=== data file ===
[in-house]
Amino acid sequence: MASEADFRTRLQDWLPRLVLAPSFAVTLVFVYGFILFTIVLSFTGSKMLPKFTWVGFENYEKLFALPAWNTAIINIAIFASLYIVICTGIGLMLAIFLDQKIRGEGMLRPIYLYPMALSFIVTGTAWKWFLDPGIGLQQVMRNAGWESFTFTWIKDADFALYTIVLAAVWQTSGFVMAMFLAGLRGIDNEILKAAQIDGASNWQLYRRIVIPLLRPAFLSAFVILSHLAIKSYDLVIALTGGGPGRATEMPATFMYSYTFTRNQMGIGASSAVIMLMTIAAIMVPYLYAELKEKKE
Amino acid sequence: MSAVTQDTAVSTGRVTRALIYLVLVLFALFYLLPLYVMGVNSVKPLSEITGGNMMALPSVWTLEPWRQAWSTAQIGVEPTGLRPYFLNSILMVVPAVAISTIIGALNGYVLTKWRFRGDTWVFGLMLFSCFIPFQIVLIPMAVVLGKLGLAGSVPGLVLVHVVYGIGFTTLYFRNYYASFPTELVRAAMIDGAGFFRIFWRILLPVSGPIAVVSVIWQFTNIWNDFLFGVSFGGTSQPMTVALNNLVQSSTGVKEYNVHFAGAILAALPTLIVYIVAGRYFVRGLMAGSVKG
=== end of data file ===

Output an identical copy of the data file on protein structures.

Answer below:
[in-house]
Amino acid sequence: MASEADFRTRLQDWLPRLVLAPSFAVTLVFVYGFILFTIVLSFTGSKMLPKFTWVGFENYEKLFALPAWNTAIINIAIFASLYIVICTGIGLMLAIFLDQKIRGEGMLRPIYLYPMALSFIVTGTAWKWFLDPGIGLQQVMRNAGWESFTFTWIKDADFALYTIVLAAVWQTSGFVMAMFLAGLRGIDNEILKAAQIDGASNWQLYRRIVIPLLRPAFLSAFVILSHLAIKSYDLVIALTGGGPGRATEMPATFMYSYTFTRNQMGIGASSAVIMLMTIAAIMVPYLYAELKEKKE
Amino acid sequence: MSAVTQDTAVSTGRVTRALIYLVLVLFALFYLLPLYVMGVNSVKPLSEITGGNMMALPSVWTLEPWRQAWSTAQIGVEPTGLRPYFLNSILMVVPAVAISTIIGALNGYVLTKWRFRGDTWVFGLMLFSCFIPFQIVLIPMAVVLGKLGLAGSVPGLVLVHVVYGIGFTTLYFRNYYASFPTELVRAAMIDGAGFFRIFWRILLPVSGPIAVVSVIWQFTNIWNDFLFGVSFGGTSQPMTVALNNLVQSSTGVKEYNVHFAGAILAALPTLIVYIVAGRYFVRGLMAGSVKG